I like what an older minister once said, a retired minister. When he got out of seminary and into his first church, he visualized himself, (we all image ourselves as to how we relate in situations). He envisaged the world as drowning in a river. All these people with all their problems were struggling in a river with water over their heads, trying to reach the surface, trying to grab a few breaths, and looking for help to get out of that situation. He imagined himself being a great preacher standing on the bank, giving out the Word, giving them encouragement. He could just see flocks of these drowning people coming out of the river being saved. Well, after a few years, when that didn't happen, he began to change his image, realizing that just preaching the Word wasn't enough. He needed to picture himself being down on the bank of the river, reaching out his hand to those who are struggling. The Christian is one who stands on the bank, reaches out his hand to anyone who would hang on, and help pull him out of the drowning situation. 

He said that image lasted most of his ministry, but then in the last few years of his ministry, he finally began to realize that he was not such a hot savior himself. In reality, he wasn't standing on any bank giving out any word. He wasn't standing on any bank holding out his hand. In reality, he was in the river with the rest of them. We're all in that river. The Christian is the one who helps each other hold up. The Christians are struggling out in the river helping each other to make it. How do we hold each other up? Not by helping anyone else out of their situation, because that's impossible. We can only help others as they help themselves. No one really helps anyone else because we're all in this together. What we need is mutual support and encouragement to live our own lives, to handle our own lives and keep our heads above the water by ourselves. The Christian’s purpose is to give each other the encouragement to make it by themselves. An alcoholic can only be helped when people help him to want to help himself to face the reality of his situation, to face the reality of what's going on. Sometimes that requires a kick in the pants. Sometimes in the case of alcoholism, that requires the threat of divorce, or the threat of losing one's job. Sometimes it requires a crisis to help a person face his life, to face what he’s doing with his life. It is your and my responsibility to live the kind of life, to be the kind of person who helps each person help themselves.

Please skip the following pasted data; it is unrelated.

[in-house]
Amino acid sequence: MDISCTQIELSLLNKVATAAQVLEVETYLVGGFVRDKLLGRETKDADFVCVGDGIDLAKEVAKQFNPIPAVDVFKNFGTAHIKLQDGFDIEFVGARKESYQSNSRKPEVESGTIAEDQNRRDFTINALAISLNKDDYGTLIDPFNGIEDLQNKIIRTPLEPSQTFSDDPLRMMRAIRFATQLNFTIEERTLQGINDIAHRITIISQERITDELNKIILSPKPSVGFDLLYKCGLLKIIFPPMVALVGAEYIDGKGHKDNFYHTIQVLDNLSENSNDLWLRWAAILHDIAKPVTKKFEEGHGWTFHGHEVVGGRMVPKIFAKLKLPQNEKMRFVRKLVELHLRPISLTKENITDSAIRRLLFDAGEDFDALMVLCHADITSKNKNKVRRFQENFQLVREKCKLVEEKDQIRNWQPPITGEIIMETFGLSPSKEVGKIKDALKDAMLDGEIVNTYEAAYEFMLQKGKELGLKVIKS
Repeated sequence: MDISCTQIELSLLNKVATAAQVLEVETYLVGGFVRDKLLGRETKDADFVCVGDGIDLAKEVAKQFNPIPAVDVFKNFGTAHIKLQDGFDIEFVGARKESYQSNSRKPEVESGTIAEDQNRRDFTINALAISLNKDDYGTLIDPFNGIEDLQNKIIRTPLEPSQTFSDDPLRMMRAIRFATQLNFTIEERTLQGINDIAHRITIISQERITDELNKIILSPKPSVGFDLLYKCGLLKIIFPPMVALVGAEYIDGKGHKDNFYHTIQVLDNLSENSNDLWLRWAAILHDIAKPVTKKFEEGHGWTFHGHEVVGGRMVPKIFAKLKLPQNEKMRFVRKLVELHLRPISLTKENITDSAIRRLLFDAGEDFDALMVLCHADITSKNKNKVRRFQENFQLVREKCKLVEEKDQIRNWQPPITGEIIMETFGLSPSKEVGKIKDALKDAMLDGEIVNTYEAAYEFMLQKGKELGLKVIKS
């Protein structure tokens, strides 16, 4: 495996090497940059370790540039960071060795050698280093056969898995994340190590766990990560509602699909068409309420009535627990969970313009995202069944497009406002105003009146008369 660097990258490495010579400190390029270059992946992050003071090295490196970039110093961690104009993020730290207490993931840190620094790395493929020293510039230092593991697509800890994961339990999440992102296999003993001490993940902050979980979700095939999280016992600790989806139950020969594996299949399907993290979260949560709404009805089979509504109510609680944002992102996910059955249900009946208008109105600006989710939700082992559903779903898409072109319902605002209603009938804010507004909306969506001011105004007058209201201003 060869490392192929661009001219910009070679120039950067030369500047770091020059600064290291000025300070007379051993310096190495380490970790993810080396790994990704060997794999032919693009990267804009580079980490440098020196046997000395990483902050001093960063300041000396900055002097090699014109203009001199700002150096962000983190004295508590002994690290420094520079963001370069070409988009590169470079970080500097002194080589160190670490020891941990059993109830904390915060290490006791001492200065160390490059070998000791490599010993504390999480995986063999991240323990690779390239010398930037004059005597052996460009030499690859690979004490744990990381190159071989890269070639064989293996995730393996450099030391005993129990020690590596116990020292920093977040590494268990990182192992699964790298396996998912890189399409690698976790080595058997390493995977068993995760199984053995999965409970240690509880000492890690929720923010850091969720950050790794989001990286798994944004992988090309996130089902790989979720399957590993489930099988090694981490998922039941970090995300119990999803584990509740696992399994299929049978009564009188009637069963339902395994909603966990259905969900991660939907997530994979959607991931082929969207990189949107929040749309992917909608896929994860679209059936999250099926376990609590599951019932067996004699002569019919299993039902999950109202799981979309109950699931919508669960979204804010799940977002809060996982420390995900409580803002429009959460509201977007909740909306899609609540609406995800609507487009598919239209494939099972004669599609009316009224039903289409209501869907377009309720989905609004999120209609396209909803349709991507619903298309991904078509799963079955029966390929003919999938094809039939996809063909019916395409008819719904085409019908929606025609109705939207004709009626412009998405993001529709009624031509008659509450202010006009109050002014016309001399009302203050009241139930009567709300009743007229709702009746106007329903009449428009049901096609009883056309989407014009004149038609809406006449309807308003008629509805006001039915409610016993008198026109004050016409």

The glorious good news is that God loves the alcoholic as God loves you and me, and we are called to share in God’s love.

© 1976 Douglas I. Norris